New iPhone malware spotted

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New iPhone malware spotted

Security firm warns users with jailbroken phones.

Hot on the heels of the ikee worm, a second piece of iPhone-related malware has appeared, which enables hackers to connect to any device that has been jailbroken and still has an unchanged root password.

Jailbreaking is a term used to define iPhones that have been hacked by users to enable software other than that available through the App Store to be installed.

The new malware takes advantage of the same vulnerability in the iPhone as the ikee worm and has been dubbed iPhone/Privacy.A by Mac security software house, Intego, which first discovered its existence.

The company explained on its blog that hackers use the tool by installing it on either their own or compromised third-party Macs, PCs, Unix and Linux-based machines - or even on iPhones themselves.

The program scans networks that are accessible to it and, when it finds a jailbroken iPhone, breaks into it, steals data including email, contacts and music files, and copies them.

Unlike the ikee worm, which indicates its presence by changing the iPhone’s wallpaper, there is no obvious sign that Privacy.A has been installed.

Standard, non-jailbroken, iPhones are not at risk but estimates suggest that between six and eight percent of all such devices are jailbroken.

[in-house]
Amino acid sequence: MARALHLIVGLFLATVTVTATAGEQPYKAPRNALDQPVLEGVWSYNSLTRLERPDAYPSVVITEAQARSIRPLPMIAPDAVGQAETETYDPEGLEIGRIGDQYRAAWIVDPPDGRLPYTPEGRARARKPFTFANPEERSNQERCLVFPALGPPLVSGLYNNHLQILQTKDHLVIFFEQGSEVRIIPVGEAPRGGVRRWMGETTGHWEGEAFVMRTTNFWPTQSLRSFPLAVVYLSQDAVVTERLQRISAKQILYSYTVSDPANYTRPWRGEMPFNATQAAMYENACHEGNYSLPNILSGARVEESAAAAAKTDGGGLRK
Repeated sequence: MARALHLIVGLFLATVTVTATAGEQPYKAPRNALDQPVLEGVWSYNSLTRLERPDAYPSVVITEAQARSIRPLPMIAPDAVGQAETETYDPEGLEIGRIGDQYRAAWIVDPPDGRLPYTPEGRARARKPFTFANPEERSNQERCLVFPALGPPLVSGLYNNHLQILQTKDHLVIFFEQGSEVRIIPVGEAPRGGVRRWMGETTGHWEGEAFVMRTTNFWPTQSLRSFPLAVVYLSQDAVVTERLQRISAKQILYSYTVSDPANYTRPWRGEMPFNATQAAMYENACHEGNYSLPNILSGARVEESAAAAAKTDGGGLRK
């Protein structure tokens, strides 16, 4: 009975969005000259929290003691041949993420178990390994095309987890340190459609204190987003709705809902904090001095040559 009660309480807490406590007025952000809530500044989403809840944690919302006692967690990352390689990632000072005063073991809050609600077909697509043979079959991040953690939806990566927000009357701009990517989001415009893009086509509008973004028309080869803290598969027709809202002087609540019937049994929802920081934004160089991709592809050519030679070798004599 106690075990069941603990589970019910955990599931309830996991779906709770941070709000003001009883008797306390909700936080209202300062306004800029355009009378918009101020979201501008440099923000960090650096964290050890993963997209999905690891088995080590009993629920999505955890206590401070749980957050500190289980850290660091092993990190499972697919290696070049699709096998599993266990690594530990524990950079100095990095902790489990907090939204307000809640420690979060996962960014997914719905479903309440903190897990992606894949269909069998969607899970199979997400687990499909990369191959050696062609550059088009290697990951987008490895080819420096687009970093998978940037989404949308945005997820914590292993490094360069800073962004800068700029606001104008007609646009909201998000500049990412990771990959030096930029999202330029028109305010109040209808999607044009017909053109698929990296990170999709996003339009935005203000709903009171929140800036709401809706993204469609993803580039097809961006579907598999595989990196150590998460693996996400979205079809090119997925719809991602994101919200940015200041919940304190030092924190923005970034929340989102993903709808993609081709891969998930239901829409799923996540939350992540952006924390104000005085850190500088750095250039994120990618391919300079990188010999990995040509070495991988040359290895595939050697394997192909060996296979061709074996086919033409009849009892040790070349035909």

Intego indicated that it was not possible to protect iPhones from exploitation by the tool at this time and therefore advised users to stick to stock configurations or risk exposing themselves to known vulnerabilities being exploited by code circulating in the wild. The supplier has developed VirusBarrier X5 to detect and eradicate the hacker tool on potential host Macs, however.

The release of Privacy.A comes the day after a poll by security software vendor Sophos indicated that a huge three-quarters of respondents believed that the Australian student who wrote the ikee worm was justified because he helped raised awareness of security issues.

But Graham Cluley, senior technology consultant at the vendor, was proved right in saying at the time that the move had let the genie out of the bottle, increasing the likelihood of others writing “a far more dangerous version of the worm, which could have a much more dangerous payload”.

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